Creative Child

Kids Activities: Chinese New Year

by Erin J. Bernard on Feb 16th, 2015

Why limit the fun to just one night? In China, the Lunar New Year is feted with fifteen days of fantastic foods, elaborate celebrations and dazzling displays of color.

It’s flashy, alright, but at core, this four-thousand-year-old festival is all about reconvening family and friends. Ancient Chinese marked the end of winter by reuniting for feasts and fun and the tradition continues into the present day.

Introduce your elementary-aged kids to the richness of Eastern culture and spice up late February with a Chinese New Year activity or two.

1. Let Go of Grudges. Reconciling differences is another important part of the Chinese New Year tradition. It’s a great opportunity for bringing feuding siblings together to resolve gripes, or simply for encouraging kids to forgive and forget any wrongs they endured in 2014. If you’ve got a fireplace, you might even have kids write down their grudges on a piece of paper, then toss it (carefully!) into the flames. Then, watch those old differences go up in smoke!

 

2. Play Chopsticks. Not the piano duet; the Chinese utensils! Primary school kids are ravenously curious about the world beyond their home city. They’re also just plain ravenous. Pair a cultural encounter with tasty edibles and you’ve got a recipe for a singular Saturday afternoon. To avoid frustration, start them off with easy-to-grasp snacks like marshmallows and dried apricots. Kids can practice picking them up and eating them or dropping them into a bowl, then graduate to grasping smaller morsels like popcorn or springy pasta.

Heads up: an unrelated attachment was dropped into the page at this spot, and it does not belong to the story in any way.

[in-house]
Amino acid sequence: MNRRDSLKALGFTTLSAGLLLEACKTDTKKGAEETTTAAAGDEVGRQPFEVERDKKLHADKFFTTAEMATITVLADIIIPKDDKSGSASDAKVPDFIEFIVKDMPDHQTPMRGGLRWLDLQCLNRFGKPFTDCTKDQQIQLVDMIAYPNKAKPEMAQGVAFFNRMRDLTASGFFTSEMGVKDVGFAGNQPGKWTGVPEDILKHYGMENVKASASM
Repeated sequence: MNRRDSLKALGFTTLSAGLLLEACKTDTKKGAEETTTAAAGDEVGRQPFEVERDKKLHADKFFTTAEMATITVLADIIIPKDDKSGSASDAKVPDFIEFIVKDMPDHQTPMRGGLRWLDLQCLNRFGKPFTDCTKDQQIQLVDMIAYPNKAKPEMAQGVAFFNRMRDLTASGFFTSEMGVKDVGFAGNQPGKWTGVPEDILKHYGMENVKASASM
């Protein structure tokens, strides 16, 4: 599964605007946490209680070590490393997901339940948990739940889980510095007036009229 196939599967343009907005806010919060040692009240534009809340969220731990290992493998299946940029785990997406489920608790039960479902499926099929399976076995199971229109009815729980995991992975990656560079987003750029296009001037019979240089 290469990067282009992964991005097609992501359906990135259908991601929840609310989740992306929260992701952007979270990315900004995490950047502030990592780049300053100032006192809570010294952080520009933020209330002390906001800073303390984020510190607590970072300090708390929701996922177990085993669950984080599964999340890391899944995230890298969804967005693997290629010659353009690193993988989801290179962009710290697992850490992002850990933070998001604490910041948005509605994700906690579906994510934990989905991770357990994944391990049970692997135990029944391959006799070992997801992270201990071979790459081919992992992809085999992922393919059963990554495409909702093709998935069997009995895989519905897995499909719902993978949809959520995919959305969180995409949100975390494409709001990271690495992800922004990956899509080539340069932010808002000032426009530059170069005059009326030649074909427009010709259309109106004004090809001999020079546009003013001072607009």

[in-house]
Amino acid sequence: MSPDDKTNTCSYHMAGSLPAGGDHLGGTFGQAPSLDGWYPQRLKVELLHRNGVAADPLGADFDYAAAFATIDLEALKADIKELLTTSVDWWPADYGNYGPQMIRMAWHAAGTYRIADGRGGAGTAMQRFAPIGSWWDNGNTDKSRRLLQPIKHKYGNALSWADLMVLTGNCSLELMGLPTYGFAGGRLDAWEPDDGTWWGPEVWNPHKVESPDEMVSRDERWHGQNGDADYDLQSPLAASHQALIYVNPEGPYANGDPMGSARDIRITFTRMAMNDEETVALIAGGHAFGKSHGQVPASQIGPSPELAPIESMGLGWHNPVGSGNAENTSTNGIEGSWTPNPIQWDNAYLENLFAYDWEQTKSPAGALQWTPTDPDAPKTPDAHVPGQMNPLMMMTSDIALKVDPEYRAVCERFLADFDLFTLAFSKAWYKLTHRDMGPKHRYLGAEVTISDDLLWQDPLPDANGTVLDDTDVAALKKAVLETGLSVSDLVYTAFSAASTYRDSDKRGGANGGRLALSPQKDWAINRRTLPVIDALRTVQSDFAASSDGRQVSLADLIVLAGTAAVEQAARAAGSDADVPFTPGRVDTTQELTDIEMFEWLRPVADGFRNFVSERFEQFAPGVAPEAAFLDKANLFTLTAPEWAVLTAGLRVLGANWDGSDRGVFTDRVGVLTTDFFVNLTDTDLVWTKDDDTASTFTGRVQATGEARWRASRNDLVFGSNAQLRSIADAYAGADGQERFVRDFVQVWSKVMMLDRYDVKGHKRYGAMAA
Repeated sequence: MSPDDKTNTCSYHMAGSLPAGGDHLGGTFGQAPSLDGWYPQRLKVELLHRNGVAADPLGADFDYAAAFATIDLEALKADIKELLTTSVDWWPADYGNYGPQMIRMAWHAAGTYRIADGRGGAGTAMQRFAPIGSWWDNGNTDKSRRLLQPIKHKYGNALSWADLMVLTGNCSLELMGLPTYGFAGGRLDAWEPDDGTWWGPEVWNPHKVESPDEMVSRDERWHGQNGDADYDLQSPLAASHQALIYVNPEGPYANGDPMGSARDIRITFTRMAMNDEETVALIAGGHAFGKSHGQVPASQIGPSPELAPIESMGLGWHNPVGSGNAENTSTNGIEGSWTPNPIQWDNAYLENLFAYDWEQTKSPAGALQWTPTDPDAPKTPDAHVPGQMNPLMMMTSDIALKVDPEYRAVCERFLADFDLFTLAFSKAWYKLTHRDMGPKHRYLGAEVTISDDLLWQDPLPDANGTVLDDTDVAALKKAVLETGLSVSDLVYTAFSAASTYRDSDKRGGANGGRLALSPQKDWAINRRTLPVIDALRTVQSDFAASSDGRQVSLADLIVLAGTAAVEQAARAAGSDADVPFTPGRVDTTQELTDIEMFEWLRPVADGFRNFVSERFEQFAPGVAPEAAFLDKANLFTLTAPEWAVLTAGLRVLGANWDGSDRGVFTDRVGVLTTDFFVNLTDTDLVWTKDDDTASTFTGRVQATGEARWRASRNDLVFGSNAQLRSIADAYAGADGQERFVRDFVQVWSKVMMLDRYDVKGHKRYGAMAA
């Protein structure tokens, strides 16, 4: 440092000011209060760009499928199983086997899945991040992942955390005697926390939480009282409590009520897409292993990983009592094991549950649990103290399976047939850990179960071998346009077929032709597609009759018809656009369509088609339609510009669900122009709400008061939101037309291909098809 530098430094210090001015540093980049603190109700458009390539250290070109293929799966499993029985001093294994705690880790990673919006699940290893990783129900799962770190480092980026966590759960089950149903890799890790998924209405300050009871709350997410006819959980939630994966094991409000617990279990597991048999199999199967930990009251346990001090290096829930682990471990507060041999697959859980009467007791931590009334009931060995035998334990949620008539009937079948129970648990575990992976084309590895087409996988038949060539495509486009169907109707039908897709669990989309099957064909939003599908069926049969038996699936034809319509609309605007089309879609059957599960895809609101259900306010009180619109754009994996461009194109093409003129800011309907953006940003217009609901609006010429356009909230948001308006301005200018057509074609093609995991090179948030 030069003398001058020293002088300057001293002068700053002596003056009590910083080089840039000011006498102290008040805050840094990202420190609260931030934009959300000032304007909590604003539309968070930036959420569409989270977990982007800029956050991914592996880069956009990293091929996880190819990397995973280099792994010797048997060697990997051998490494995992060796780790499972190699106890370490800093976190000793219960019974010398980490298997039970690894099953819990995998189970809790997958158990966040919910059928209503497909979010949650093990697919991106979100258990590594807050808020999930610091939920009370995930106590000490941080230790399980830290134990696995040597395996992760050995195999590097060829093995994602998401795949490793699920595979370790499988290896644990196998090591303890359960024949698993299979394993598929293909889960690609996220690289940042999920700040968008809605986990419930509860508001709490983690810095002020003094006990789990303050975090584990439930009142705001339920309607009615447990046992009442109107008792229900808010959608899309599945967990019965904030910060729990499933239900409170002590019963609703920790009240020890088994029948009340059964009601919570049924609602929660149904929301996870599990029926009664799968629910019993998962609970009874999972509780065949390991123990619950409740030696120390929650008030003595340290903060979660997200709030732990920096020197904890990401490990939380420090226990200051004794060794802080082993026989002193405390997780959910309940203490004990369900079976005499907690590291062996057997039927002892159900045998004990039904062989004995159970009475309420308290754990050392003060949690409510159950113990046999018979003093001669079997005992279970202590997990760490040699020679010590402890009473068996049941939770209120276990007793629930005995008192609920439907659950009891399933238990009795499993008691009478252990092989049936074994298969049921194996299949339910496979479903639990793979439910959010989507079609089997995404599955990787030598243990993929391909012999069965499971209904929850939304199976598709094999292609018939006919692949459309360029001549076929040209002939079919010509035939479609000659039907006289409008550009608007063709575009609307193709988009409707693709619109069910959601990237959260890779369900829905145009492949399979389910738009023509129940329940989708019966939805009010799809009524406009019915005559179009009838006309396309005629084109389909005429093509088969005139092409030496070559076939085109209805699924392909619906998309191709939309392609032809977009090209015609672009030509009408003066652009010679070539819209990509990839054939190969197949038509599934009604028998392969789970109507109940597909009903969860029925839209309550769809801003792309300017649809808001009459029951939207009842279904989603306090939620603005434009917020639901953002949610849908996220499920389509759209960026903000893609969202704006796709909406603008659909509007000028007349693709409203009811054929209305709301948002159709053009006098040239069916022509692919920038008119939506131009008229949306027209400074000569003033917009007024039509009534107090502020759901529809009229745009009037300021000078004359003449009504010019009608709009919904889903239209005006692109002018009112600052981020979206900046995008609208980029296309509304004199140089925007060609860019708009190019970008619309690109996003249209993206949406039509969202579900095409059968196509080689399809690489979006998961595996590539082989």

3. Have a “Lucky Money” Ceremony. The Chinese celebrate many of life’s milestones by handing out “Lucky Money” — little red envelopes full of cash — and a new year is no exception to the tradition. At Chinese New Years, children often pay respects to their parents or grandparents by bowing several times before receiving the envelopes, which are stuffed with a modest amount of paper money in an even denomination. Other families place the lucky money under a child’s pillow on New Year’s Eve. The Lucky Money is said to promote health and long life.

 

How to make a Paper Lantern Tutorial. 

4. Straighten Up and Clear out. Looking for a way to get rid of post-holiday clutter? Cleaning house is also a time-honored tradition at Chinese New Year, as tidying up is believed to sweep away lingering bad luck to make room for good luck. Help your kids get rid of old and broken “bad-luck” toys, then clear the dust and cobwebs out from inside corners and under beds. You’ll all breathe easier, and you’ll be ready to welcome in the new.

 

5. Pay Off a Debt of Gratitude. In the Chinese New Year tradition, the settling of debts isn’t just about money; it’s also about making good on intangible IOUs. Together with your kids, pick a friend or relative who went above and beyond the call of duty for your family in 2014. Then, invite them for a dinner of noodles or stir fry and rice to say, “Thank You.”

 

Want more on Chinese New Year? Click Here!

kids activities kids, chinese, chinese new year

Source:

http://www.china-family-adventure.com/index.html

 

Want More Chinese New Year Activities:

- Year of the Sheep

- Chinese Lanterns

- Chinese New Year Snacks

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Erin J. Bernard is a freelance writer, editor, and photographer from Portland, Oregon. Before becoming a writer, Erin worked as a nanny and an ESL classroom teacher. She taught English at a Montessori school in Mexico and then ran an after-school language program in South Korea. Erin is the editor of the parenting guide, “Instructions Not Included: A Pediatrician’s Prescription for Raising the Best Kids on the Block,” written by Irwin H. Berkowitz, MD.

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